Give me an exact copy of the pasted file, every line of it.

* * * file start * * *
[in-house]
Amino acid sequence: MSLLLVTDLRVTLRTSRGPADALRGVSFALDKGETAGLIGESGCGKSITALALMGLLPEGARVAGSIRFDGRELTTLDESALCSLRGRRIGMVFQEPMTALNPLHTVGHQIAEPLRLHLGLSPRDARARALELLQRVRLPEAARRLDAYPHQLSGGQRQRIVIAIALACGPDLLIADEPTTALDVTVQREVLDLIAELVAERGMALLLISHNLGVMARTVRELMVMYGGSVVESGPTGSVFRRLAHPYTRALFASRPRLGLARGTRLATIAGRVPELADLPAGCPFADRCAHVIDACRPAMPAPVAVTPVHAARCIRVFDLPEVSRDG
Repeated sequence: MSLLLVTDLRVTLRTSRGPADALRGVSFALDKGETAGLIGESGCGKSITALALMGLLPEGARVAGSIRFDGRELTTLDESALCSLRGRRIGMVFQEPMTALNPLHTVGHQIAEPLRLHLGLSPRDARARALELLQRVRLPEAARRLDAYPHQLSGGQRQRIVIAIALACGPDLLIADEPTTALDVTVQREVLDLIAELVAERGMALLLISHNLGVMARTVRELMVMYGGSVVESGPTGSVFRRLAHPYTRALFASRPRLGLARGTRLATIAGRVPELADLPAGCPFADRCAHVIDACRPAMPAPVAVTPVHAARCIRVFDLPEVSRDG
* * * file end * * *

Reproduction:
[in-house]
Amino acid sequence: MSLLLVTDLRVTLRTSRGPADALRGVSFALDKGETAGLIGESGCGKSITALALMGLLPEGARVAGSIRFDGRELTTLDESALCSLRGRRIGMVFQEPMTALNPLHTVGHQIAEPLRLHLGLSPRDARARALELLQRVRLPEAARRLDAYPHQLSGGQRQRIVIAIALACGPDLLIADEPTTALDVTVQREVLDLIAELVAERGMALLLISHNLGVMARTVRELMVMYGGSVVESGPTGSVFRRLAHPYTRALFASRPRLGLARGTRLATIAGRVPELADLPAGCPFADRCAHVIDACRPAMPAPVAVTPVHAARCIRVFDLPEVSRDG
Repeated sequence: MSLLLVTDLRVTLRTSRGPADALRGVSFALDKGETAGLIGESGCGKSITALALMGLLPEGARVAGSIRFDGRELTTLDESALCSLRGRRIGMVFQEPMTALNPLHTVGHQIAEPLRLHLGLSPRDARARALELLQRVRLPEAARRLDAYPHQLSGGQRQRIVIAIALACGPDLLIADEPTTALDVTVQREVLDLIAELVAERGMALLLISHNLGVMARTVRELMVMYGGSVVESGPTGSVFRRLAHPYTRALFASRPRLGLARGTRLATIAGRVPELADLPAGCPFADRCAHVIDACRPAMPAPVAVTPVHAARCIRVFDLPEVSRDG